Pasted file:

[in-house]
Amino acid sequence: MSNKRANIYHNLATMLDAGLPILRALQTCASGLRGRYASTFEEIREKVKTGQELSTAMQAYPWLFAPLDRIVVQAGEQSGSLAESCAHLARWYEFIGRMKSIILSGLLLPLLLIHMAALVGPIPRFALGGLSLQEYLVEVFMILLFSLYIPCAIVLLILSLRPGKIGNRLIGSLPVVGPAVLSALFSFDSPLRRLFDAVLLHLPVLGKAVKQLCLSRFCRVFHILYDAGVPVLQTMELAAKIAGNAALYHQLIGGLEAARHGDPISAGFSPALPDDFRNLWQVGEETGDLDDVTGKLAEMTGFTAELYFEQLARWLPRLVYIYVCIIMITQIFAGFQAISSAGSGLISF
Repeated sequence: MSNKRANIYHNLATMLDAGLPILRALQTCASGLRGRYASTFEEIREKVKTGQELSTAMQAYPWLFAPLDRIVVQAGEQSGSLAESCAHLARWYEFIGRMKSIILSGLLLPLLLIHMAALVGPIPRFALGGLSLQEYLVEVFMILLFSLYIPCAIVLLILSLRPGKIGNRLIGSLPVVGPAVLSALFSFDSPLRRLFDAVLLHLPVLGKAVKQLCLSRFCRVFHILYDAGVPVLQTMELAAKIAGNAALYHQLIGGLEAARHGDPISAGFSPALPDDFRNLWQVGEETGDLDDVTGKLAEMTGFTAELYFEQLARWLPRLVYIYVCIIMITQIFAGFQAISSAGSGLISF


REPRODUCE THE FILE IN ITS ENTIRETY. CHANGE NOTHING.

[in-house]
Amino acid sequence: MSNKRANIYHNLATMLDAGLPILRALQTCASGLRGRYASTFEEIREKVKTGQELSTAMQAYPWLFAPLDRIVVQAGEQSGSLAESCAHLARWYEFIGRMKSIILSGLLLPLLLIHMAALVGPIPRFALGGLSLQEYLVEVFMILLFSLYIPCAIVLLILSLRPGKIGNRLIGSLPVVGPAVLSALFSFDSPLRRLFDAVLLHLPVLGKAVKQLCLSRFCRVFHILYDAGVPVLQTMELAAKIAGNAALYHQLIGGLEAARHGDPISAGFSPALPDDFRNLWQVGEETGDLDDVTGKLAEMTGFTAELYFEQLARWLPRLVYIYVCIIMITQIFAGFQAISSAGSGLISF
Repeated sequence: MSNKRANIYHNLATMLDAGLPILRALQTCASGLRGRYASTFEEIREKVKTGQELSTAMQAYPWLFAPLDRIVVQAGEQSGSLAESCAHLARWYEFIGRMKSIILSGLLLPLLLIHMAALVGPIPRFALGGLSLQEYLVEVFMILLFSLYIPCAIVLLILSLRPGKIGNRLIGSLPVVGPAVLSALFSFDSPLRRLFDAVLLHLPVLGKAVKQLCLSRFCRVFHILYDAGVPVLQTMELAAKIAGNAALYHQLIGGLEAARHGDPISAGFSPALPDDFRNLWQVGEETGDLDDVTGKLAEMTGFTAELYFEQLARWLPRLVYIYVCIIMITQIFAGFQAISSAGSGLISF